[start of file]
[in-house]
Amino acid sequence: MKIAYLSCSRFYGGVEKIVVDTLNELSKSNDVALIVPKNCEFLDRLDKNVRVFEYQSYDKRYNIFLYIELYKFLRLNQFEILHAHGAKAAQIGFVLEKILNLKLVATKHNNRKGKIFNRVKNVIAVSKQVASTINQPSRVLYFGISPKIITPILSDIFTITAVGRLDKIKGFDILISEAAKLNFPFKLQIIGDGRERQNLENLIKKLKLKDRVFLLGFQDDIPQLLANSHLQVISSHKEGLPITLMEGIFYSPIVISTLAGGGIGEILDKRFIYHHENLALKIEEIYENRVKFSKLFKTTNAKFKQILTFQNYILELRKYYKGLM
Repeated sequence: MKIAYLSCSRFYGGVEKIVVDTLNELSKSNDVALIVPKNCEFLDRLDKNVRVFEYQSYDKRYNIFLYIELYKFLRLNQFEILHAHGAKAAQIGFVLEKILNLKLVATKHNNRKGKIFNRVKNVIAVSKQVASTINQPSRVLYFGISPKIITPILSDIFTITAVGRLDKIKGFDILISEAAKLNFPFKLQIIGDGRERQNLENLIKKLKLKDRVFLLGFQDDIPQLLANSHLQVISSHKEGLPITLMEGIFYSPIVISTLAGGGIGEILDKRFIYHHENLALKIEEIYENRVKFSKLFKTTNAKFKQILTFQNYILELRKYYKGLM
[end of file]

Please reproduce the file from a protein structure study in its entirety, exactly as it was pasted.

[in-house]
Amino acid sequence: MKIAYLSCSRFYGGVEKIVVDTLNELSKSNDVALIVPKNCEFLDRLDKNVRVFEYQSYDKRYNIFLYIELYKFLRLNQFEILHAHGAKAAQIGFVLEKILNLKLVATKHNNRKGKIFNRVKNVIAVSKQVASTINQPSRVLYFGISPKIITPILSDIFTITAVGRLDKIKGFDILISEAAKLNFPFKLQIIGDGRERQNLENLIKKLKLKDRVFLLGFQDDIPQLLANSHLQVISSHKEGLPITLMEGIFYSPIVISTLAGGGIGEILDKRFIYHHENLALKIEEIYENRVKFSKLFKTTNAKFKQILTFQNYILELRKYYKGLM
Repeated sequence: MKIAYLSCSRFYGGVEKIVVDTLNELSKSNDVALIVPKNCEFLDRLDKNVRVFEYQSYDKRYNIFLYIELYKFLRLNQFEILHAHGAKAAQIGFVLEKILNLKLVATKHNNRKGKIFNRVKNVIAVSKQVASTINQPSRVLYFGISPKIITPILSDIFTITAVGRLDKIKGFDILISEAAKLNFPFKLQIIGDGRERQNLENLIKKLKLKDRVFLLGFQDDIPQLLANSHLQVISSHKEGLPITLMEGIFYSPIVISTLAGGGIGEILDKRFIYHHENLALKIEEIYENRVKFSKLFKTTNAKFKQILTFQNYILELRKYYKGLM